Image result for bobby charlesBobby still wrote songs, it was what he did. Joe Cocker picked up a couple for a 1976 LP. He had a co-credit with Neil Young on “Saddle Up the Palomino” & there was a song with Willie Nelson. Some of the tunes from the eponymous LP, “Small Town Talk”, “Tennessee Blues”, were covered by other artists. Fellow member of the Louisiana Music Hall of Fame Tommy McLain recorded “I Hope” & “Before I Grow Too Old”. Charles became known as a pioneer of Swamp Pop, somewhere musically & geographically between Zydeco & New Orleans. His subsequent LPs, some involving more of his regarded friends, included selections from his extensive catalogue. It was the extended version of the 1972 record, followed by a box set of the complete Bearsville sessions which confirmed the quality of the music he was making at that time. “You Came Along”, not previously released, is a simple, sumptuous, delightful declaration of love with outstanding support on piano from Spooner Oldham off of Muscle Shoals AL.



Charles chose to live a quiet life in Abbeville, his major concern the pollution caused by the refineries along the banks of the Mississippi. When his house burned down, leaving him with his car & little else he moved to Holly Beach on the Gulf of Mexico. A hurricane found him there & he returned to his hometown where unfortunately, in 2010 he collapsed & died aged 71.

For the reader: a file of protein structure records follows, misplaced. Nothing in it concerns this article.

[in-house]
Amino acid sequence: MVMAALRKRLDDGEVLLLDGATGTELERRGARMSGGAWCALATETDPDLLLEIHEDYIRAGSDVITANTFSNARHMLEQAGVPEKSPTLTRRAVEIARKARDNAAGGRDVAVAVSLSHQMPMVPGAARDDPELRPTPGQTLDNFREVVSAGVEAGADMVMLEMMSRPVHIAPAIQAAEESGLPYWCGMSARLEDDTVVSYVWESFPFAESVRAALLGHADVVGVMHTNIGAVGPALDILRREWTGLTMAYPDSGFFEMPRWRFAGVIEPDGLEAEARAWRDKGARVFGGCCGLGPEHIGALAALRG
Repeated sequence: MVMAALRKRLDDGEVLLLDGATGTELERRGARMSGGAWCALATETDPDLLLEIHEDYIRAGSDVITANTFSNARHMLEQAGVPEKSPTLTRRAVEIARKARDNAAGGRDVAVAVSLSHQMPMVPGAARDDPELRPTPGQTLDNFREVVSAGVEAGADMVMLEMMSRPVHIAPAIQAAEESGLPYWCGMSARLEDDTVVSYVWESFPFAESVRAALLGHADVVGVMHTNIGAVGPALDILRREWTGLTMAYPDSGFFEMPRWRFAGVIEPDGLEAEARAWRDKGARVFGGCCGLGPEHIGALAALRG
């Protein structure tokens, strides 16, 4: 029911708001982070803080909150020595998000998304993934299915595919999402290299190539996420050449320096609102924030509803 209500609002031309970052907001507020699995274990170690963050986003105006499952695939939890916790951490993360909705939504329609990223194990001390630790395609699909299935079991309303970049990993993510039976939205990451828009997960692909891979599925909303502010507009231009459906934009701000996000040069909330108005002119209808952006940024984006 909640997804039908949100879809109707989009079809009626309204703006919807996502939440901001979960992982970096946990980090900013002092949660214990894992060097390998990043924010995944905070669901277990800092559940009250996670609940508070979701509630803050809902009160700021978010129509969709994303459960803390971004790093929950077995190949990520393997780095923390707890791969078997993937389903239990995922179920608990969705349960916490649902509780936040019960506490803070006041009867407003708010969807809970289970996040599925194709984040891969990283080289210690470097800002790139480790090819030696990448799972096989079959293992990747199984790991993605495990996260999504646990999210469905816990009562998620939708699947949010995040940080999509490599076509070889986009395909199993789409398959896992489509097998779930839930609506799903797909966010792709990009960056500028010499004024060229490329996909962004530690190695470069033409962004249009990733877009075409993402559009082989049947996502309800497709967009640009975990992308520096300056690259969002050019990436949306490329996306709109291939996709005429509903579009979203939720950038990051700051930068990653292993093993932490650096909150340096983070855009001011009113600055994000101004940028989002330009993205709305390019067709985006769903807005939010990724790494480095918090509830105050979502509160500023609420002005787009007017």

His talent was that he merged his many musical influences with his own empathic personality to produce an attractive, individual take on American music. His lyrical facility, direct, honest, almost conversational, has meant that successive generations have found an affinity to his songs. In the UK Ian Dury, no slouch when it comes to vernacular lyrics, selected “Small Town Talk” as a Desert Island Disc. Lily Allen opted for McLain’s version of “Before I Grow Too Old”. That same song, as “Silver & Gold”, was recorded by the great Joe Strummer, appearing as the final track on his final LP with the Mescaleros. Everyone has a favourite Bobby Charles song, maybe it’s just that you haven’t heard yours yet. That great album can be found in full on the Y-tube so get to it. I’ll see you later…